The promises and risks of metaphors

My brother, Fr. Pablo David, a biblical scholar, has published a fascinating essay on the power of metaphors and the changing images of God in the Bible.  He focuses on the shift in imagery that the “weird” prophet Hosea popularized to induce the ancient people of Israel to re-imagine their relationship with Yahweh. From being a political covenant between king and vassal, Hosea proposed this relationship to be that between husband and wife, or between father and child.

This choice of metaphors was risky, and in a way, a bit of an irony, says Fr. Ambo, because in Hosea’s time, husbands were deemed the owners of their wives and children.  The men in those times put women and children in the same league as their disposable oxen. This was not the message that Hosea wanted to project.  By borrowing images from the family, this strange prophet meant to emphasize the unconditional and enduring character of God’s love in the face of repeated betrayal by those He loves.

One is never certain where metaphors will take you.  Hosea makes sure he would not be misunderstood.  He practices what he preaches.  He marries a prostitute, Gomer, hoping to stabilize her affections.  Yet she keeps going back to her lovers.  Unable to take this betrayal, he disowns her in the hope of bringing her back to her senses.  Gomer only sinks deeper into a life of prostitution and slavery.

God speaks to Hosea and tells him “to rise above his anger and learn to love his erring wife again, the way Yahweh goes on loving Israel, despite her unfaithfulness.”  God teaches him the nature of unconditional love.  Hosea does what God bids him to do: he redeems his wife’s freedom, continues to love her faithfully, but waits until she can love him back.  He offers to release her from the marriage.  He no longer demands subservience; he only wishes to be loved.

The essay on Hosea’s experience of coming to terms with his own metaphor led me to think about the current battle between Erap’s “Ama ng masa” (Father of the masses) and Gloria’s “Ina ng bayan” (Mother of the nation).  To the extent they resonate the heroism and pain of the Filipino family, these metaphoric redescriptions of the presidency can be very powerful, but also risky.

The “Ama ng masa” imagery has the advantage of riding on the stereotype portrait of a father who uses his strength to protect and advance the interests of his children.  In a society torn apart by large gaps in wealth and power, the metaphor is formidable.  The image however fosters dependency and preserves a picture of the masses as children needing patronage.  It is a backward-looking metaphor suitable to a political culture that thrives on the permanent infantilization of citizens.  It has no place in a modernizing society.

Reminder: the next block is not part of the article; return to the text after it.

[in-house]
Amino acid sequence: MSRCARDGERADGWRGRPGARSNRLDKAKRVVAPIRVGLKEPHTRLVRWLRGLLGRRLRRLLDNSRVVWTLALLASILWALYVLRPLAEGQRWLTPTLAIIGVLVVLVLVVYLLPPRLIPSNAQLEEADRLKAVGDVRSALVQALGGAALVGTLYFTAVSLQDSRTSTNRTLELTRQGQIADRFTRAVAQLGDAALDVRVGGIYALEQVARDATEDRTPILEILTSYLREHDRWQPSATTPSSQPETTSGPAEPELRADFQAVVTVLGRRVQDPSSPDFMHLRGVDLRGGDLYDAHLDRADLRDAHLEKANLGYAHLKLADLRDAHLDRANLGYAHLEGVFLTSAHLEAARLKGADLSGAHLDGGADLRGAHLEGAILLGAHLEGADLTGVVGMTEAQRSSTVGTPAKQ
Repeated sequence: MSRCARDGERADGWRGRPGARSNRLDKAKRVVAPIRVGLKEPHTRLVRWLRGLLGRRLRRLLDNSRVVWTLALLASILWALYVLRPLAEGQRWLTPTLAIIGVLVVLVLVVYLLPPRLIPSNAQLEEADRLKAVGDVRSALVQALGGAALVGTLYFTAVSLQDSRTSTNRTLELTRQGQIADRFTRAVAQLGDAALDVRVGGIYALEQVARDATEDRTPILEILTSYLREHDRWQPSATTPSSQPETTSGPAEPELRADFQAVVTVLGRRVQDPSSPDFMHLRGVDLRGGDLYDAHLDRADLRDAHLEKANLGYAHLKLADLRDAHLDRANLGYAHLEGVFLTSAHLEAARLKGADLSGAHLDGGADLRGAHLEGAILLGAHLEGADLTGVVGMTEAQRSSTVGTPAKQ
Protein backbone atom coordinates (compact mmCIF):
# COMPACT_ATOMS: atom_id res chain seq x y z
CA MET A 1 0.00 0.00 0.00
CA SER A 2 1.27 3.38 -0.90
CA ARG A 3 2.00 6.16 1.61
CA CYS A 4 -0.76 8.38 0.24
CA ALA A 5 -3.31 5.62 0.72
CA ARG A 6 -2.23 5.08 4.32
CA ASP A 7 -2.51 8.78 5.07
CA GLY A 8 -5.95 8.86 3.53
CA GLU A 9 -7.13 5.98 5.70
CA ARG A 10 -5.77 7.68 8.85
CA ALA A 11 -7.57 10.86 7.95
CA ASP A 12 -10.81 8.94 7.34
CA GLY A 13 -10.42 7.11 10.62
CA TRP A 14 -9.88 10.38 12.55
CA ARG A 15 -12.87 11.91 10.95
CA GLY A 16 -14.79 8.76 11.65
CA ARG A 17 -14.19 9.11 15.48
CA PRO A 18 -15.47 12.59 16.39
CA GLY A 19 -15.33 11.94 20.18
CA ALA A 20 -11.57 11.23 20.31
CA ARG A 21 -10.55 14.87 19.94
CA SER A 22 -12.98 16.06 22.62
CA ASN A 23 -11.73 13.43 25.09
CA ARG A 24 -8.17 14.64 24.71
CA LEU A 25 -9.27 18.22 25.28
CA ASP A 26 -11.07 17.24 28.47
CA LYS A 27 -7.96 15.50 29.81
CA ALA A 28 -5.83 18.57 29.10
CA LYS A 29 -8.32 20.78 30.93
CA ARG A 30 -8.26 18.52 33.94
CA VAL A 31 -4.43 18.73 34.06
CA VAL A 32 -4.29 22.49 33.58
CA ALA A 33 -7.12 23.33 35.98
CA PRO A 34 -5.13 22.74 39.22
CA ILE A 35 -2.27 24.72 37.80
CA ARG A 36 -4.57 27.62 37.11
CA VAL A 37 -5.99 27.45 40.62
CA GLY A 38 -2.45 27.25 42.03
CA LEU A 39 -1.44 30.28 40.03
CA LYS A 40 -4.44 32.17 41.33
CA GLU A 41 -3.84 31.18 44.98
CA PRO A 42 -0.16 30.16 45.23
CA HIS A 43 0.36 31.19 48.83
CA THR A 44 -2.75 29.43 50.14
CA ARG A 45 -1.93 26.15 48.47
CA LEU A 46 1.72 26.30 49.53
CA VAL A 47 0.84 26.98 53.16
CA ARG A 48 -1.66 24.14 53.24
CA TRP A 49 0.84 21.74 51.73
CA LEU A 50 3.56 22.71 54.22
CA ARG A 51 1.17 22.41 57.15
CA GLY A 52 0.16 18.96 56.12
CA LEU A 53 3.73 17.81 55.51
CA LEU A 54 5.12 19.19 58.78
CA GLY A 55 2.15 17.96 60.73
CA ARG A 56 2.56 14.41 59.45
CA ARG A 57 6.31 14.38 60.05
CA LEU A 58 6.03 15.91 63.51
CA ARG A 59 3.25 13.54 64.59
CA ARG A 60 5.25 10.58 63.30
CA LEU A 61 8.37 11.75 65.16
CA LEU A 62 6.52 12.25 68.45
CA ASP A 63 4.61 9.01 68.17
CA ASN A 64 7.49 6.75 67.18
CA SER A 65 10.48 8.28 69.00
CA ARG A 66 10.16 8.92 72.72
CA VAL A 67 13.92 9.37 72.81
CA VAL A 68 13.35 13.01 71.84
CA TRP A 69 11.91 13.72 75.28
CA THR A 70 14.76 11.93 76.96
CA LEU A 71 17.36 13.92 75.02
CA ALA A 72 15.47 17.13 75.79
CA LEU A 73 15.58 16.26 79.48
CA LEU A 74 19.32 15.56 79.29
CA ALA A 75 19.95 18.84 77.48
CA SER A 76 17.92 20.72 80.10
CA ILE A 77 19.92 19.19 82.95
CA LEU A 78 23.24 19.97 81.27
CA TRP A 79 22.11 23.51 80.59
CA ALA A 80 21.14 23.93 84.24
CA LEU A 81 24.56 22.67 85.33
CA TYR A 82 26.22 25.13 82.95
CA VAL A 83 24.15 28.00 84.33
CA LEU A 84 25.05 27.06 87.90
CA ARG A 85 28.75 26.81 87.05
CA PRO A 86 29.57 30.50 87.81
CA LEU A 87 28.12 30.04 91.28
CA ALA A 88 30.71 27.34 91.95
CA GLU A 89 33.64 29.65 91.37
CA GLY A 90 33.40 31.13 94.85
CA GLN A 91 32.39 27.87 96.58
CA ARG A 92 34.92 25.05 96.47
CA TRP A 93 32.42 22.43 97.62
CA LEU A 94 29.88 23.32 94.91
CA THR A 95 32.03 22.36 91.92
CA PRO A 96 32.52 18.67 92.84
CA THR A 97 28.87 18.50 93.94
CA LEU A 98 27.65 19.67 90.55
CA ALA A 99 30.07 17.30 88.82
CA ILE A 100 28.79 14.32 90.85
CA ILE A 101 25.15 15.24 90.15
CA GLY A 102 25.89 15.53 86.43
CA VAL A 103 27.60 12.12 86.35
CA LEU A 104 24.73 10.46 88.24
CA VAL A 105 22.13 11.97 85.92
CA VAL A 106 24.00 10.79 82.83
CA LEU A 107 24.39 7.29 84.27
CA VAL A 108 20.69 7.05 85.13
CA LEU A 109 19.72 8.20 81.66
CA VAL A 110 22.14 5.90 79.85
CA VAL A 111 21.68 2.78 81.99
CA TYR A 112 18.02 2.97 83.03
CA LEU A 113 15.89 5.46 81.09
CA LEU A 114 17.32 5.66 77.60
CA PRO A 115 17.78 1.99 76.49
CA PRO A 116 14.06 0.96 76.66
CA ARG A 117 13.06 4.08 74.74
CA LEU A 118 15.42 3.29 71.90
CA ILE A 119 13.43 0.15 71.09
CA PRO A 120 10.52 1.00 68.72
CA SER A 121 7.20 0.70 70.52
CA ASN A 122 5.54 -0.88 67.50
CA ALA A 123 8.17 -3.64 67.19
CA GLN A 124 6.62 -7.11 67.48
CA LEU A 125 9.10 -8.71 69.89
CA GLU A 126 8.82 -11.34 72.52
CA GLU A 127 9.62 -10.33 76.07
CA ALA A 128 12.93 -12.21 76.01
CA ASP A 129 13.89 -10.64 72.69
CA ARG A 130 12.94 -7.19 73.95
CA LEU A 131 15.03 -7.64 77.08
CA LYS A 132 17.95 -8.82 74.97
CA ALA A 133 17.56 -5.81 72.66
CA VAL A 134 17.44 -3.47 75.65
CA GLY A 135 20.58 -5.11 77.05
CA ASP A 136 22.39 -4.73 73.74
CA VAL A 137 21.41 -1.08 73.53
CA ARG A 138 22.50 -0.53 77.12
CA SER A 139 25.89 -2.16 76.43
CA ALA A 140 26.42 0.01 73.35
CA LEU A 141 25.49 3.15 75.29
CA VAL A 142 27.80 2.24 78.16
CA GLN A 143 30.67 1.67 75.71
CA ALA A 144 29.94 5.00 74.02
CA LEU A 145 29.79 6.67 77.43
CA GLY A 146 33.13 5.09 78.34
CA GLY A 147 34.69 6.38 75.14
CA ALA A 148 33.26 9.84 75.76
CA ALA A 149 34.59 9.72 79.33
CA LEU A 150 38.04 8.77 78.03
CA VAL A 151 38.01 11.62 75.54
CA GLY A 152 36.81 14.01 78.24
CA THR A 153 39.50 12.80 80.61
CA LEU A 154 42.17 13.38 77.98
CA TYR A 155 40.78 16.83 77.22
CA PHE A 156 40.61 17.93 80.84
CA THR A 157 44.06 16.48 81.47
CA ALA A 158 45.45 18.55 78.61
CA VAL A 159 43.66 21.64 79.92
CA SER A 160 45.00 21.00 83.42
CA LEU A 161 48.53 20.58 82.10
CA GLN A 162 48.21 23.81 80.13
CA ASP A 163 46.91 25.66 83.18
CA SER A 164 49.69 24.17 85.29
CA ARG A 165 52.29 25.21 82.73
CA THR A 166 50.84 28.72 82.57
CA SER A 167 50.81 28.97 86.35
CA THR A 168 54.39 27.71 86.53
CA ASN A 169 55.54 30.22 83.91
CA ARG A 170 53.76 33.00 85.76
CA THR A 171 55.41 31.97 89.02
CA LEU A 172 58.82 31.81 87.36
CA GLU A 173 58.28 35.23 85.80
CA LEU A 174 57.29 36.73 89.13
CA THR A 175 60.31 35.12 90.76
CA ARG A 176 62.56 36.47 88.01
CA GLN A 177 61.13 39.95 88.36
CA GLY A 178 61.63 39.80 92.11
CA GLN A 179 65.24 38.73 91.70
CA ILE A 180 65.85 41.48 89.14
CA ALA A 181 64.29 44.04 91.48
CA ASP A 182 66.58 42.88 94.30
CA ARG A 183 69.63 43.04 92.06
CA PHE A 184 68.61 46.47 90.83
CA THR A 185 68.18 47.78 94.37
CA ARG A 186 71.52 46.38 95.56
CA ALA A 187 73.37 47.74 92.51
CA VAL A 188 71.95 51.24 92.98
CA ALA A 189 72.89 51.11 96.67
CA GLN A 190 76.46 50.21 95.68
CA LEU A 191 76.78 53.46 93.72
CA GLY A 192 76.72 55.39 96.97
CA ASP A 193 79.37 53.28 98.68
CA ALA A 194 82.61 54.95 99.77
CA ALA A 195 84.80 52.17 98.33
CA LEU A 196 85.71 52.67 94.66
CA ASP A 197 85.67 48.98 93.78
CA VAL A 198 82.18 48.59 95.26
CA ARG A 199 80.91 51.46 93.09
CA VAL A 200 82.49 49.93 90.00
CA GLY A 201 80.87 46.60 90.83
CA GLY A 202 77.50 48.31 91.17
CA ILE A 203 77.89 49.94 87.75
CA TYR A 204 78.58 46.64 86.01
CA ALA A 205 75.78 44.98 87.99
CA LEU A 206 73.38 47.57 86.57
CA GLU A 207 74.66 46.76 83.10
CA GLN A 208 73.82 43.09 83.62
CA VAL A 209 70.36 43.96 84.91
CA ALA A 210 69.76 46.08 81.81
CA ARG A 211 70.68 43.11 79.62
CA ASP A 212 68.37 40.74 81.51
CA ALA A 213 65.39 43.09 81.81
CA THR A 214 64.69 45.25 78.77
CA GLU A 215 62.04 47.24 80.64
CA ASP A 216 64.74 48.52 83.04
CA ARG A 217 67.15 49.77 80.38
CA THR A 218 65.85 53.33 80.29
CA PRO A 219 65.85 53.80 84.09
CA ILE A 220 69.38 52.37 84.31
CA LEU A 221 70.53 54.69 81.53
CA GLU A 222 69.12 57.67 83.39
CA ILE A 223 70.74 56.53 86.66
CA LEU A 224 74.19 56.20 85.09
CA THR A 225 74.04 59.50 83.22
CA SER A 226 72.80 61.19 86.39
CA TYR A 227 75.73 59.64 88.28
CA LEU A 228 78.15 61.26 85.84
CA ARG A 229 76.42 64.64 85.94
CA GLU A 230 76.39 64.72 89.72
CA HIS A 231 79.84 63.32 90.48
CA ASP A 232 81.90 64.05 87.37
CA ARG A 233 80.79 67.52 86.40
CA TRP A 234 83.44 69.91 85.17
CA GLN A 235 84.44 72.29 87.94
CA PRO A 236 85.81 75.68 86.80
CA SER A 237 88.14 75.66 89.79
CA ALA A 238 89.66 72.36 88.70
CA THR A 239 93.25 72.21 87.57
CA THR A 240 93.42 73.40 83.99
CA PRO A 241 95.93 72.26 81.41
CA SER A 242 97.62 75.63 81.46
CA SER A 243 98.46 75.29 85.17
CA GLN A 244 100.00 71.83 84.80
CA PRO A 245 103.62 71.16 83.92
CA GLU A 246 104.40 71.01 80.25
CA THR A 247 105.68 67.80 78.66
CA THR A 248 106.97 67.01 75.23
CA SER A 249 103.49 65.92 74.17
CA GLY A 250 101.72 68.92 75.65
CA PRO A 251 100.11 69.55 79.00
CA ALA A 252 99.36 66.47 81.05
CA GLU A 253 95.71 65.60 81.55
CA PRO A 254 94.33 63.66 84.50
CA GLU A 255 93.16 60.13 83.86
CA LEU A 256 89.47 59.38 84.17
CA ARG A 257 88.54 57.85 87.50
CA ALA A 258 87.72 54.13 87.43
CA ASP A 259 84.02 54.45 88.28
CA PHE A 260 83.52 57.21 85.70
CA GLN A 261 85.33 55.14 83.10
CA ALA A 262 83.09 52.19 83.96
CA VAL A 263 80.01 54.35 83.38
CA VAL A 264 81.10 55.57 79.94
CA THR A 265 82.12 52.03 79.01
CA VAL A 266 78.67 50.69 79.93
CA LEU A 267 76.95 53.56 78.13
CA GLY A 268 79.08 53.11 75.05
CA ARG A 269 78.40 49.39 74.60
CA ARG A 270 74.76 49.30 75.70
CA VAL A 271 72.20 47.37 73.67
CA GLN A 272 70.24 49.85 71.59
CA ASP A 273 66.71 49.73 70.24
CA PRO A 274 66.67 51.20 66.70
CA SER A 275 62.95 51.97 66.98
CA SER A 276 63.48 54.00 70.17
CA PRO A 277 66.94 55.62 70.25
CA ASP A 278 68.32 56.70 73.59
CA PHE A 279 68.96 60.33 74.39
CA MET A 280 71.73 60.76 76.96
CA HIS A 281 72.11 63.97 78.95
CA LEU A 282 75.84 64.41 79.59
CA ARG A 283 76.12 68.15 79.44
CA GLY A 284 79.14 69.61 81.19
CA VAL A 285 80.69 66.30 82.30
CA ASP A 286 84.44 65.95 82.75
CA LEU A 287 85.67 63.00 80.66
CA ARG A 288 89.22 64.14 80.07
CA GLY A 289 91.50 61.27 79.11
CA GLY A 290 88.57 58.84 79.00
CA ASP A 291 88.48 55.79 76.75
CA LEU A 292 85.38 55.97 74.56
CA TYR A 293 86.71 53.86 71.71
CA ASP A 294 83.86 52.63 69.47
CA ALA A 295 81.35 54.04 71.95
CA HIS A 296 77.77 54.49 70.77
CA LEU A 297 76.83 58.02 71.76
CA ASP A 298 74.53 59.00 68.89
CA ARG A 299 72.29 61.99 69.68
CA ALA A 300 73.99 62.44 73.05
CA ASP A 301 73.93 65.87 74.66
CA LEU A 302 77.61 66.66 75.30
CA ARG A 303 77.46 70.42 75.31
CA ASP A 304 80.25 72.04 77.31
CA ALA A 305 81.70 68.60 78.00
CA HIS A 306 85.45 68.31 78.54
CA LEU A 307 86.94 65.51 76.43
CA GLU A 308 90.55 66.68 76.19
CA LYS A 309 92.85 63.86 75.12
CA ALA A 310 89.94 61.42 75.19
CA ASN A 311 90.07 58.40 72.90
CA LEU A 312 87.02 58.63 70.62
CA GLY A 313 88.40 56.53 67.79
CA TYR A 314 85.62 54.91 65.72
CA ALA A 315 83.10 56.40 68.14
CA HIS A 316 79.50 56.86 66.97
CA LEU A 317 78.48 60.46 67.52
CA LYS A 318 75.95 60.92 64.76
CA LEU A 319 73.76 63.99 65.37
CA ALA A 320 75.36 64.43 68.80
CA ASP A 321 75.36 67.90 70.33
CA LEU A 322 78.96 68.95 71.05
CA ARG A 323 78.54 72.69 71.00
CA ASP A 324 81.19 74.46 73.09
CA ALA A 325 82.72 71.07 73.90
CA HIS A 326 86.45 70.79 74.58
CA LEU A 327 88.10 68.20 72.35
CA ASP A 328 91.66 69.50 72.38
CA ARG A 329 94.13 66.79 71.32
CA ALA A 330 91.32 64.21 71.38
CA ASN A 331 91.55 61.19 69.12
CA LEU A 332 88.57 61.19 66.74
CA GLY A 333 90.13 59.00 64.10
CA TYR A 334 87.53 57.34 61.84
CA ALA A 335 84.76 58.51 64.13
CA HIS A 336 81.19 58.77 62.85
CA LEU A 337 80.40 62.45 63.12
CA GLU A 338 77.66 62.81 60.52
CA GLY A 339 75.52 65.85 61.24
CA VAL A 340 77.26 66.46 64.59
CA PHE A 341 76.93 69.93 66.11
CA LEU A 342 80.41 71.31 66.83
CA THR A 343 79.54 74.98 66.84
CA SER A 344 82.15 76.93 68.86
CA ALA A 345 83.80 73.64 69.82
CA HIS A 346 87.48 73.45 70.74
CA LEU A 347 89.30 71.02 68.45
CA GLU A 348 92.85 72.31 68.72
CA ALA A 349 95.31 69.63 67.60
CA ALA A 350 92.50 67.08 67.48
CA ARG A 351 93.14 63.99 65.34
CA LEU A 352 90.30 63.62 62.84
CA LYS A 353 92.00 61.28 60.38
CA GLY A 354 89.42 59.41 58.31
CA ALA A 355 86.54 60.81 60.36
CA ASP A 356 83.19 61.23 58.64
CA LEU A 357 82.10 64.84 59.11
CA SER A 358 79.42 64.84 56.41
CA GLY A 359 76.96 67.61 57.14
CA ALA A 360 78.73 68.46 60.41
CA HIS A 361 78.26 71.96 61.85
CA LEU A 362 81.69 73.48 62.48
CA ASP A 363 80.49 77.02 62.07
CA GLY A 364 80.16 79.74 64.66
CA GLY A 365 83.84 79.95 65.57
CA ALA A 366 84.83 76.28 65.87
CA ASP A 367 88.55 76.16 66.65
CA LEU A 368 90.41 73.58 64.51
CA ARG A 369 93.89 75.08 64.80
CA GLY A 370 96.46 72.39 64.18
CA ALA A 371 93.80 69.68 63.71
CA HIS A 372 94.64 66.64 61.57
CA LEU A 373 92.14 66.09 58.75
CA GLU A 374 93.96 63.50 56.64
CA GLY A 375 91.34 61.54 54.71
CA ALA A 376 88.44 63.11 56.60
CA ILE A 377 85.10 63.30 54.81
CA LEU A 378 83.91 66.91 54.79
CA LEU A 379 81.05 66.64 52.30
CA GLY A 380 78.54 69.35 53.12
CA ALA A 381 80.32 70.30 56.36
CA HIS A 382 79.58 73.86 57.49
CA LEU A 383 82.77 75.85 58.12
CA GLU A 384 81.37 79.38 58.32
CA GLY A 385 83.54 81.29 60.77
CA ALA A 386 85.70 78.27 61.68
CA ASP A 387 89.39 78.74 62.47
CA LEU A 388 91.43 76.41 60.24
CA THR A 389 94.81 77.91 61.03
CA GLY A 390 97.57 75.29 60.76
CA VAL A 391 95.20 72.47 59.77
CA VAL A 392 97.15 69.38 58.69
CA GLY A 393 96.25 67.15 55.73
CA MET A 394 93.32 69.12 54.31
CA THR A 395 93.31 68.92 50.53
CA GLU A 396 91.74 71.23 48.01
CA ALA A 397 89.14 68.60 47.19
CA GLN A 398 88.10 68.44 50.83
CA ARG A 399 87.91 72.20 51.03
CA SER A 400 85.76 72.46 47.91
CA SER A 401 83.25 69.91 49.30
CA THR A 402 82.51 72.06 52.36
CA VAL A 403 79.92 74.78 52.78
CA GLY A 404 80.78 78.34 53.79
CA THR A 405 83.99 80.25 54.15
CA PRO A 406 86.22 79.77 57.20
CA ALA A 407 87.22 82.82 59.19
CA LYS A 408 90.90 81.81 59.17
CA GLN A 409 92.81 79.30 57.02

Gloria’s “Ina ng bayan” capitalizes on the socio-emotional role of the Filipino mother, and promotes the familial values of unity, stability, and “damayan” or mutual help.  It is a good counter-image to the reality of a society split into the propertied few and the propertyless many.  Its drawback however is that it is passive. In the face of adversity, Gloria’s “Ina ng bayan” character is reduced to issuing sentimental admonitions for support.  She doesn’t explain why the country has so many problems and what kind of help she needs. She only says she’s been working very hard, and that she can’t do it alone.  The unstated context is that the “Ama ng bayan” (Erap) has been an irresponsible parent, and has shattered the family, and that it is time to pick up the pieces.

Effective metaphors are unfamiliar ways of using familiar words. They become powerful tools of social change when, through habitual use, people begin to understand them literally, thus producing a reweaving of their beliefs and an adjustment in their behavior.  But there is nothing new in the use of family images to refer to the Filipino nation, and of the parental role to refer to the presidency.  These are aspects of the obsolete vocabulary of feudal cultures that legitimize the domination and control of the weak by the powerful by representing these broadly as elements of parental authority.

Early in her administration, I wrote that the reference to President Gloria Macapagal-Arroyo as “Ate Glo” to an orphaned Filipino nation might help define her role in our family-oriented society.  As the eldest daughter in the family, “Ate Glo” finds the responsibility of leading the family thrust upon her accidentally.  She forsakes her own personal agenda and devotes herself wholly to the long-term interests of the family.  She does not claim for herself the authority of a parent. Her goal is to provide the means by which her siblings can become self-reliant persons.

I have heard that she does not particularly like the role of “Ate Glo” as an analogue for her presidency.  I thought the image suited her. Though not particularly warm as a person, she is task-oriented and very focused.  She must consult, knowing she cannot dictate.  By working hard to deliver results, she shows in concrete ways how much she loves her brothers and sisters.

I believe “Ate Glo” is a metaphor that is compatible with our aspiration to become a modern democracy.  It retains the strong emotional bond that is prized by members of the Filipino family, yet it opens the horizon of our understanding of nationhood and governance to the ideal of a community of self-reliant citizens.


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